Management and Preventive Measures

Prevention and Control

Marine plastic pollution shows that we cannot really throw anything away. Reducing, reusing and recycling are the best way to stem the tide of plastics into our oceans. Moss [149] suggested the following ways in preventing and controlling plastic waste.

Hold plastic producers accountable: Many countries hold producers of materials like paints and carpets responsible for recovering and recycling their product after it is used.

Boxes should be preferred: Laundry detergent and dish soap should be in boxes instead of plastic bottles as cardboard can be more easily recycled and made into more products than plastic.

Use reusable bottles and cups: Bottled water produces 1.5 million tons of plastic waste per year, and these bottles require 47 million gallons of oil to produce. By simply refilling a reusable bottle, plastics can be prevented from ending up in the ocean.

Reduce use ofplasticware: Use of silverware should be encouraged as use of plasticware will increase risk of plastic waste.

Management Procedures

There are various ways for management of plastic waste in the aquatic ecosystem. The following are not limited to be the only management procedures:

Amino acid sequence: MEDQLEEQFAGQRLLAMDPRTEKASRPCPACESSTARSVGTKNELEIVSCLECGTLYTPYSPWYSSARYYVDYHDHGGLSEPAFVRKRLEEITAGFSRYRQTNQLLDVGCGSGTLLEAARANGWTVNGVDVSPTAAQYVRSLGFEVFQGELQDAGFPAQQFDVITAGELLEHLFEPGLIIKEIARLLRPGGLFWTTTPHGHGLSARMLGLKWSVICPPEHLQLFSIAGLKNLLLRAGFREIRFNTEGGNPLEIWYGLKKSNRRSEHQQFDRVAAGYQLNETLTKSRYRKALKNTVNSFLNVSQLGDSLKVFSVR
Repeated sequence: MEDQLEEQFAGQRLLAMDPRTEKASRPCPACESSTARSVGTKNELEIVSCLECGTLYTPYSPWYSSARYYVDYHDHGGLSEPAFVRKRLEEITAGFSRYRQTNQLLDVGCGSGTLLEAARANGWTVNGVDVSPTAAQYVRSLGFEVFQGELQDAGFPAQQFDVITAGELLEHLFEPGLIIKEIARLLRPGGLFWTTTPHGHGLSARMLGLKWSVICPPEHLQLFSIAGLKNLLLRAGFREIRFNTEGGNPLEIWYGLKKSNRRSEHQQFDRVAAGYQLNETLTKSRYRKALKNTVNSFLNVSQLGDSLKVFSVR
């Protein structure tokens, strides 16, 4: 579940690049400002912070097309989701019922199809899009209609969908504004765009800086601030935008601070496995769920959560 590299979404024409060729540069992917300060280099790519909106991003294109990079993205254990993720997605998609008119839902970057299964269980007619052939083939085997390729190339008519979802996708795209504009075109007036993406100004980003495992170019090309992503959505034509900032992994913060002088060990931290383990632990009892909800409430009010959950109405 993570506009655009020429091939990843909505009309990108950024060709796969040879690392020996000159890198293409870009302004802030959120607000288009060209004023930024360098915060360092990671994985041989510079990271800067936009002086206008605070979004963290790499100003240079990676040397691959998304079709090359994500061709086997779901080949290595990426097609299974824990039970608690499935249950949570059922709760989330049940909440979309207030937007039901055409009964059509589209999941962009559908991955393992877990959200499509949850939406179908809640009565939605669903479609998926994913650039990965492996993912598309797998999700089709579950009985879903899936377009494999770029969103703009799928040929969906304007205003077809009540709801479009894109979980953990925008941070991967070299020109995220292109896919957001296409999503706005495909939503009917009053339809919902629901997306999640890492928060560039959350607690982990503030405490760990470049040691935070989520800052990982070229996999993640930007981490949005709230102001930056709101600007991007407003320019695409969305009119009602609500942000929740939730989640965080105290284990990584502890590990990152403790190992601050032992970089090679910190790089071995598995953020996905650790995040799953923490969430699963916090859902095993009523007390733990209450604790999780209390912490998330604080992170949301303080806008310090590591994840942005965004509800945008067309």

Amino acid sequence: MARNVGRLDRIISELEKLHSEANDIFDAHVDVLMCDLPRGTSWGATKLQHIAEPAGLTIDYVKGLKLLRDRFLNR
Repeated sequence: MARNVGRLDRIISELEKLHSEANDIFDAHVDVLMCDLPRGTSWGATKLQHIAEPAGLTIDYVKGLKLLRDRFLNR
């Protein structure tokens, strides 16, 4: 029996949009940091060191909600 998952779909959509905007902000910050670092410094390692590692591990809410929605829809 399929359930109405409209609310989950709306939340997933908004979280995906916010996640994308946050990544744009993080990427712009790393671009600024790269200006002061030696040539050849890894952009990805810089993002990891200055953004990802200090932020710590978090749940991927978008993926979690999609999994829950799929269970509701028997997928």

Public Awareness and Education

Both formal and informal education is urgently needed to raise the publics’ awareness of the negative impact of irresponsible waste disposal in general and plastic waste in particular. Education must also be used to forge a positive change in attitude to plastic waste management [17]. Education is also a very powerful tool to address the issue, especially if it is discussed in schools; youngsters not only can change habits with relative ease, but also be able to take their awareness into their families and the wider community, working as catalysts for change. Since land-based sources provide major imputes of plastic debris into the oceans, if a community becomes aware of the problem and obviously is willing to act upon it, it can actually make a significant difference. The power of education should not be underestimated, and it can be more effective than strict laws, such as the Suffolk county plastics law (in New York, US) that banned some retail food packaging and was unsuccessful in reducing beach and roadside litter [150].

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